Proving a persistent exception to the rule proposed in a famous song by Missing Persons, I do in fact "walk in LA." I managed to find a place to live where everything I need is, for the most part, within walking distance. Grocery stores (three of them), restaurants on Santa Monica Boulevard, the bars and clubs of Sunset Boulevard, clothes, Russian bakeries, even music stores are all within a few minutes on foot.
I just came back from one of those grocery stores (note: this was written Sunday afternoon), and the attendant asked me whether what I was buying was "take out." Now, I had bananas, three blocks of cheese, a giant loaf of bread, deli meat, a couple bottles of wine, and two big cartons of vanilla-flavored soy milk (I'm hooked on the stuff, can't figure out why). Moved to make a smart-aleck remark I'm sure he'd heard about a thousand times, I responded with "no, I plan to eat it all here."
In all earnestness, he answered, "no, seriously, you're taking it all home, right?" As he wasn't seeing the humor in the situation, I indicated that, yes, the food was going home with me, and he proceeded to scan the rest of my stuff. Figuring there had to be some bureaucratic reason for the exchange, I asked him why it was necessary to ask obvious questions, and he pointed to a plastic card affixed to a pole that described a new tax on all food "eaten in" that REQUIRES checkout stand attendants to ask that question.
There's all sorts of weird stuff like that in California. You see placards on buildings that state "chemicals known to the state of California to cause cancer are present here," as if the scientists in other states are neanderthals in white coats, and only California legislators can save us from the barbarians beyond our borders. Doctors are LEGALLY OBLIGATED to include in voice messages "please call 911, you stupid git, if this is a real emergency, as leaving a voice message is not going to magically send ambulances to your apartment to save you from disaster" (okay, they don't have to say "magically"). If you thought rental agreements in other states were bad, they don't hold a candle to the byzantine tomes that accompany rental agreements here.
I've described Los Angeles to my friends as "America on steroids," which has a certain literal resonance, surely, given the sheer number of image-boosting chemicals consumed within the county, but also has a more abstract meaning. America is a land of consumer culture, endless shopping opportunities, restaurants with cuisine from every part of the globe (or fusion of same), and the ever-present automobile, all things present in abundant quantities in Los Angeles. It is also a place governed by an endless array of RULES.
Perhaps I'm a bit rulaphobic after spending two years in Ireland, a country where rules are a tool to make gullible Americans pay more than they should (never, ever pay your last month's rent in Ireland, as they WILL keep your deposit, unless your property is owned by a priest (as my first apartment was), in which case your odds are just better that you'll get it back). Bus schedules? Hah. Bus schedules represent a ballpark estimate as to when the bus will run (though Dublin is an exception), and it all depends on whether the driver has his shopping done, whether a game is on the telly, and whether he feels like driving that damn bus all the way across town. Clocks on Irish buses are never even close to the actual time, because then you'd know how late the bus was running. You don't have to file tax returns in Ireland unless they ask you to do so, and even then, the rules seem somewhat flexible depending on the circumstances.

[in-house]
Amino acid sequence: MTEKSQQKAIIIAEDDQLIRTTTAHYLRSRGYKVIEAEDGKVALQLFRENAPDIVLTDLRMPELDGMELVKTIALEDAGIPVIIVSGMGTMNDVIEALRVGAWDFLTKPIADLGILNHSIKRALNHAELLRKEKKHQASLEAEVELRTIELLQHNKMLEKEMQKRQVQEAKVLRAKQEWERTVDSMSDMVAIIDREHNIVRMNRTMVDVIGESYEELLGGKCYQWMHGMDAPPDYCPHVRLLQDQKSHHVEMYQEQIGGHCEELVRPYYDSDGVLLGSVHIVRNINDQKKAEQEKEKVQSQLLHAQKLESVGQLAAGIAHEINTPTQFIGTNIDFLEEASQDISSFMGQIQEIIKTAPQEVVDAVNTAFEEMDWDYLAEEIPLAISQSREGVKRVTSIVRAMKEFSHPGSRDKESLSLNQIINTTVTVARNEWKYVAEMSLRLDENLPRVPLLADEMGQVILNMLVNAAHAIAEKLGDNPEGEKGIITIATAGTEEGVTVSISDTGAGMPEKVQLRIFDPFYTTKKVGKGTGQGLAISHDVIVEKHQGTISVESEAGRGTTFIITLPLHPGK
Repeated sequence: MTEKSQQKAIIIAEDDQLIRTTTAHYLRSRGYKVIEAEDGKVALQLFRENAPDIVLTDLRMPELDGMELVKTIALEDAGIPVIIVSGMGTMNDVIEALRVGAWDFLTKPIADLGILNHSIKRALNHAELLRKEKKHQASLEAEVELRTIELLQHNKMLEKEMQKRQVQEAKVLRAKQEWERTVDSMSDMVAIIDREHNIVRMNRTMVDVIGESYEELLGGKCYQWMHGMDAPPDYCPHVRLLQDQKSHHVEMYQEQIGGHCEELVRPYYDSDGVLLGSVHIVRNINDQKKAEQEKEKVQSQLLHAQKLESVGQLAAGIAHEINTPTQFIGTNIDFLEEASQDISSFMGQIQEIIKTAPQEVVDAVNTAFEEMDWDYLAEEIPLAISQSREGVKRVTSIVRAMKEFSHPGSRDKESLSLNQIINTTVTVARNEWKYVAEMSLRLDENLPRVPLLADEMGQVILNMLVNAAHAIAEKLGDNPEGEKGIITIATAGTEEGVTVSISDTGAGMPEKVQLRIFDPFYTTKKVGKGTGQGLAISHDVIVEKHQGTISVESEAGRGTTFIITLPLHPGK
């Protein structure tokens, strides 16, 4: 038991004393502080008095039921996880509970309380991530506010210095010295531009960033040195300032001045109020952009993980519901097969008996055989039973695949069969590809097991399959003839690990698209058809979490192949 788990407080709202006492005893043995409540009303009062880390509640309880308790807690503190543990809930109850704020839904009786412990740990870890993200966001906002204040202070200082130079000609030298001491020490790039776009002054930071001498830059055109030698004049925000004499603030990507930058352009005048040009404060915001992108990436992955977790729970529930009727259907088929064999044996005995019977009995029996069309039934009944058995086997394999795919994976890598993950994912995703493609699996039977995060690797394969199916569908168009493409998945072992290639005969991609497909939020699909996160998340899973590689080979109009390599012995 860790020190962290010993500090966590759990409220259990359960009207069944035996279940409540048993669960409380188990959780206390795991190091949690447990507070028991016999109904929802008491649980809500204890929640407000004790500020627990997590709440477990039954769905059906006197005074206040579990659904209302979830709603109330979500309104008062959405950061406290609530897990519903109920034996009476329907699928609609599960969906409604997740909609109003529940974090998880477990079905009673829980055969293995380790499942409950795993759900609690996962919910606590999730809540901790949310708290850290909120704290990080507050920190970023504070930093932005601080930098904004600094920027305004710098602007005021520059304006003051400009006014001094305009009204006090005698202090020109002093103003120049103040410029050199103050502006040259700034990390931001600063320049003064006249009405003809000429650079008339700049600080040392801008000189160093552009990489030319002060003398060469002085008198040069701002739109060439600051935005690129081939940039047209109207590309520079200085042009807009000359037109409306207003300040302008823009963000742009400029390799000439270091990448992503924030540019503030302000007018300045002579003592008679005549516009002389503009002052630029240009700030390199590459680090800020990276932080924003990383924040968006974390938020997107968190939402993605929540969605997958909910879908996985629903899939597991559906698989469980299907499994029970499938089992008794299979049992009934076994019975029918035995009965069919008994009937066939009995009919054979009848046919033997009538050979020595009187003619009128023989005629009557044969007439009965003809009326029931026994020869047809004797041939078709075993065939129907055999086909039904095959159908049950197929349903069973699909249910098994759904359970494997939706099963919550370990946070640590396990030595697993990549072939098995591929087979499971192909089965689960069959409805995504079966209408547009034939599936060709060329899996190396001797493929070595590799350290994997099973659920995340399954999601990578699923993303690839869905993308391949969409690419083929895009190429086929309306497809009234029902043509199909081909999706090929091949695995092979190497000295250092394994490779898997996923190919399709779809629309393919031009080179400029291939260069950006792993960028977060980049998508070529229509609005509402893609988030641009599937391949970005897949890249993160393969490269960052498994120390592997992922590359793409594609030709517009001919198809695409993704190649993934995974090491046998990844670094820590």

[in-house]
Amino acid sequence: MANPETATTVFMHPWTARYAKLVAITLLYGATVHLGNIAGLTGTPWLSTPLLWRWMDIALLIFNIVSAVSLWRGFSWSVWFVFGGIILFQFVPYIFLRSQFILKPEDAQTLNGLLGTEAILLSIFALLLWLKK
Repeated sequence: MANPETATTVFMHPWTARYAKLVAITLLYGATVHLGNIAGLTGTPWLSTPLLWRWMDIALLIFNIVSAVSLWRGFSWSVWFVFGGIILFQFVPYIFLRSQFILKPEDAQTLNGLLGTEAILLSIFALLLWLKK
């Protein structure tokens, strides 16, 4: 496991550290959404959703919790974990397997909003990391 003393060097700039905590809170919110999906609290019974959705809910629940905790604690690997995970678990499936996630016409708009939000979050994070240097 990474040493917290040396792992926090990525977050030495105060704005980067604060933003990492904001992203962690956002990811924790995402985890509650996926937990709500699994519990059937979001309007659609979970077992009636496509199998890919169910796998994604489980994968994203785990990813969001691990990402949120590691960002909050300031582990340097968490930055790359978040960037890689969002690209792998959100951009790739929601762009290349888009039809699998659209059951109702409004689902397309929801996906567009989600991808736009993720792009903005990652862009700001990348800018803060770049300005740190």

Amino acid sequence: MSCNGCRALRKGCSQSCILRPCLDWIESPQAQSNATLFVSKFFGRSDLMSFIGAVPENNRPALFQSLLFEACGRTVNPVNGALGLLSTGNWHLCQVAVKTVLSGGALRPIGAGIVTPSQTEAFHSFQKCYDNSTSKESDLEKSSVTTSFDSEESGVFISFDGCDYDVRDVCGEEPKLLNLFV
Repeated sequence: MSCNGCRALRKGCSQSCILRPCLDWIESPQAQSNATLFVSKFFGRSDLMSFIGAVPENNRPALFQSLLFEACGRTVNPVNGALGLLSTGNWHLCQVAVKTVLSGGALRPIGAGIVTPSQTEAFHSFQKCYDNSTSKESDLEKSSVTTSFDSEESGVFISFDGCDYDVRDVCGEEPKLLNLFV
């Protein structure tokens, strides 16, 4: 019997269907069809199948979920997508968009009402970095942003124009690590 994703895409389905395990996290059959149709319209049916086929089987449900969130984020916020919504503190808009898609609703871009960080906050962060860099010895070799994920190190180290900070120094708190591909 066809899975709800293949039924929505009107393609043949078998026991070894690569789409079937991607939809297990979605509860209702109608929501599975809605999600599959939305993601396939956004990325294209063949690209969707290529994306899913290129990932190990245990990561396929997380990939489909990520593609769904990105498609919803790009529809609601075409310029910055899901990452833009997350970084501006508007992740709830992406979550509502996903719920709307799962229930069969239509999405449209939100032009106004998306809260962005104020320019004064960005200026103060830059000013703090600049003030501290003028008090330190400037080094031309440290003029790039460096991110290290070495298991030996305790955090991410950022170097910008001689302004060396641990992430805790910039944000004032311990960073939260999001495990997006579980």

That's not the way things are done in America. Heck, it's not the way things are done in Switzerland, though at least in Switzerland, you get the impression that the government shows some restraint when it comes to throwing the legal book at Swiss citizens.
In Switzerland, though, the rules were easy. They would throw the book at me if I didn't follow Swiss rules, because I was a foreigner, and rule-breaking foreigners get thrown into Lac Leman with lead weights tied to their ankles. Fortunately, the Swiss made it easy to follow rules. I received notices in the mail telling me when I had to visit the Bureau d'Etrangeres. Swiss taxes were astoundingly easy, and though the rules were rigid, they seemed sensible.
Rules are important. Buses failing to show up drove me crazy, and I almost got denied entry into Ireland because the visa guy at the local Gardai station had a habit of not showing up to work (long story). They are also important in countries that have large immigrant populations. Apparently, 20% of the people who live in Switzerland aren't citizens. Rules help to make all those people work well together, and that certainly applies to the United States, a nation almost entirely composed of immigrants.
Unfortunately, I often don't feel the rules in America are rational, whether it's a tax system that you need to be a specialist to understand, rules that post strange signs all over the place, or make check-out personnel ask you stupid questions. It makes you feel like you're living in Terry Gilliam's "Brazil."
Okay, I came back to America for a reason. Stick me in a room-full of Ameraphobic Europeans, and I will hold forth on all the wonderful things that makes the United States a great country, because I'll be damned if I'll let blind prejudice go unchallenged. Living overseas, though, gives you an unusual perspective on your home, even if you still love the place. Sometimes, that perspective leads to criticism.
Is Europe free of silly rules? Heck no. We do, however, put up with an amazing amount of rules-based inefficiency, a fact that will become abundantly clear to many Americans as they slog through their tax returns.